Object and Wreck Investigation

Evolution of technology in underwater archiology 

Bathymetric tools

Bathymetric surveys allow us to measure the depth of a water body as well as map the underwater features of a water body. Multiple methods can be used for bathymetric surveys including multi-beam and single-beam surveys, ADCPs, sub-bottom profilers, and autonomous underwater vehicles.

    Shipwreck Bathymetry Rendering

    The evolution of technology in archeology

    Underwater archeology is a separate science branch which requires highly advanced tools and sometimes includes equipment from space or military programs. High-tech devices have replaced the old-fashioned methods which posed threats to researchers’ safety.

    The essential importance of the sonar

    The sonar is the key research element in underwater archeology. It allows archeologists to identify submerged objects or wrecks and to thoroughly inspect them.

    Sonar technology significantly reduces the risks and costs by eliminating the need to send divers and heavy equipment underwater. The traditional one offers two-dimensional projection. Side scans provide complex 3D images of the studied place and specific object.

    Main types of sonars and their applications

    The most frequently used sonars are side-scan sonars and echo sounding. They are able to offer comprehensive insights in the preliminary stage.

    When they identify and study particular objects, these types of sonars can perform helpful tasks such as mapping the site and evaluating it so it can be properly researched.

    Every archeology tool has a specific purpose that can determine, evaluate and refine the research. However, these two sonars really can’t be left out. As they provide crucial data, they are considered to be absolute must-haves for underwater archeologists. 

    Side-scan Sonars in Bathymetric Surveys

    These ones need to be particularly mentioned as they have basically no limitations in terms of water clarity, depth or overheard cover.

    Their two arrays makes them special as it enables them to use a sound spectrum to view nearly each submerged object. Each of the two is capable of creating a sonar beam that follows a 90-degree arc vertically and horizontally.

    The resolution is incredibly high. This quickly facilitates the research thanks to the amount of information gathered from the studied objects.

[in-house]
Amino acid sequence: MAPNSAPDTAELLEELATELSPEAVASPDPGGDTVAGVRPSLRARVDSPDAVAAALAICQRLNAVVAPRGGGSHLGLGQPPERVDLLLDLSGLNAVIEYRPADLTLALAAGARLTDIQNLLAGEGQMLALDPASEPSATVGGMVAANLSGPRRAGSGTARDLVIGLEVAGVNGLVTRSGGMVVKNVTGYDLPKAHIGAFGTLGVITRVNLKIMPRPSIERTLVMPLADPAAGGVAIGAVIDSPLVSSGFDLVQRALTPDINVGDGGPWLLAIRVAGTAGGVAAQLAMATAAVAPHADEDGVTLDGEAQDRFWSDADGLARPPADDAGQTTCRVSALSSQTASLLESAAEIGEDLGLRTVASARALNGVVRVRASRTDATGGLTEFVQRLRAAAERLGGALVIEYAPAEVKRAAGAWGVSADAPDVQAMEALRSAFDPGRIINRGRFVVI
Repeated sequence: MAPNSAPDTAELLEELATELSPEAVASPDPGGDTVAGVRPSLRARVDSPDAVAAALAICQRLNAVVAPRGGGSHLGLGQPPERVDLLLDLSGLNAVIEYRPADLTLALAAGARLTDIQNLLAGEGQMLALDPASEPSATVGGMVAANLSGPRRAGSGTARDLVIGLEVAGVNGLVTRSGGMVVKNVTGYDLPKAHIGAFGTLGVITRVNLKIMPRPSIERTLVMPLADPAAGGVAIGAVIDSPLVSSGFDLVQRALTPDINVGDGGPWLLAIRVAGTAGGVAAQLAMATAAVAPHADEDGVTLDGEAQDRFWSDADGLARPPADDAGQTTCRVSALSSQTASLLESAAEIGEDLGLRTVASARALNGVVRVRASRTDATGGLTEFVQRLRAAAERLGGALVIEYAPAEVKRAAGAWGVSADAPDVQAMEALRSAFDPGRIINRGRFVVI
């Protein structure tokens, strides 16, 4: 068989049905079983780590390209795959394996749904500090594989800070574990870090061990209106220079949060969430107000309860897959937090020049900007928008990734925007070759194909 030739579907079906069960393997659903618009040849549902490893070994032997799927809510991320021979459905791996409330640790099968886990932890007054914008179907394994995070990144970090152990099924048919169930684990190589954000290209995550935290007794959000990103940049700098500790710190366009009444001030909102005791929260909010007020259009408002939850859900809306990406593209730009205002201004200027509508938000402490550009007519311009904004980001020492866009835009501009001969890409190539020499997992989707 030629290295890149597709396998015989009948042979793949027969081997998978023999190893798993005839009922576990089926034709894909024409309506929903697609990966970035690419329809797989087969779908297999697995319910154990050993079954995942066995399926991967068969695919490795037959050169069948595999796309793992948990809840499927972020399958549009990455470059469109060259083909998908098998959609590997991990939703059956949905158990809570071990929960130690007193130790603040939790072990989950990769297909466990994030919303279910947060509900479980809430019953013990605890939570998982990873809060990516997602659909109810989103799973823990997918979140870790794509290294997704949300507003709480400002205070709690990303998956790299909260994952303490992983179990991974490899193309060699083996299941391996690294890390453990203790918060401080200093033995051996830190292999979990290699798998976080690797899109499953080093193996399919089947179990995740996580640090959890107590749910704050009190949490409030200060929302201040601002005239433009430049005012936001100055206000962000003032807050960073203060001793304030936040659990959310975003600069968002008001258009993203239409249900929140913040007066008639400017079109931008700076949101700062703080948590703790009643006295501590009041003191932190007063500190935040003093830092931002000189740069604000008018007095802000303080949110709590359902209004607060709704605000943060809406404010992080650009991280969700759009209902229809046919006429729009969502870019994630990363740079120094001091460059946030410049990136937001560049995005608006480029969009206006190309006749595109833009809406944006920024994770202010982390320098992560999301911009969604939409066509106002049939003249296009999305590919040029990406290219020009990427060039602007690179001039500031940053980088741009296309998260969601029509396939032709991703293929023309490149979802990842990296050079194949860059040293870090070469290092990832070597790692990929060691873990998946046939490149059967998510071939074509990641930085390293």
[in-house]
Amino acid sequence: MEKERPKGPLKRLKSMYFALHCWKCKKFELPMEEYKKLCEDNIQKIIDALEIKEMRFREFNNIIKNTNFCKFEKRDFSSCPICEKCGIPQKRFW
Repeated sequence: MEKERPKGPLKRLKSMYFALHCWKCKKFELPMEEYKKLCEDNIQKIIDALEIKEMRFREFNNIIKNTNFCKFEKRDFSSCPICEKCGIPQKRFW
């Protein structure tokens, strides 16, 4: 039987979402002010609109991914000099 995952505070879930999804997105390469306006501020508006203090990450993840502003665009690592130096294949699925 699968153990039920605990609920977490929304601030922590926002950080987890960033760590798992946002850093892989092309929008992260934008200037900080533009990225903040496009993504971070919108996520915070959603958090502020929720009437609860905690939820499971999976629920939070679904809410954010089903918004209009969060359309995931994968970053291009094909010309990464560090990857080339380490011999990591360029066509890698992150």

Multi-beam sonars produce a resolution equal to entire degrees, while side-scanners can offer resolutions of one tenth of a degree.

    This results in accurate pictures of the waterbed. When it comes to high precision, side-scanning sonars are preferred as they can deliver images that are tens of times more precise to further aid in object and Wreck Investigations.

    Other Research Tools

    There are some further ways to improve the research results of underwater archeology. 

    Modern videography can complement the research through submersible video cameras. Short-term diving can be used when the conditions impose it.

    The historical aspect shouldn’t be neglected. Preparatory archival studies and the assessment of existent historical records can help the scientists understand the archeological site better before they undertake any activities using modern technology.

    Geographical maps and navigation charts accompanied by satellite imagery can bring interesting points to consider. Bathymetric tools or echo sound systems can assist in the study as well.

    Sometimes the seabed isn’t clear enough. The objects and wrecks might be tough to distinguish or to research without extra instruments.

    Another significant tool is the acoustic Doppler current profiler. This kind of equipment is especially designed to inspect partially hidden objects that need to be studied or taken into consideration. It is useful when the object can’t be seen properly because it got covered by sand or silt. Hydrographic Surveys.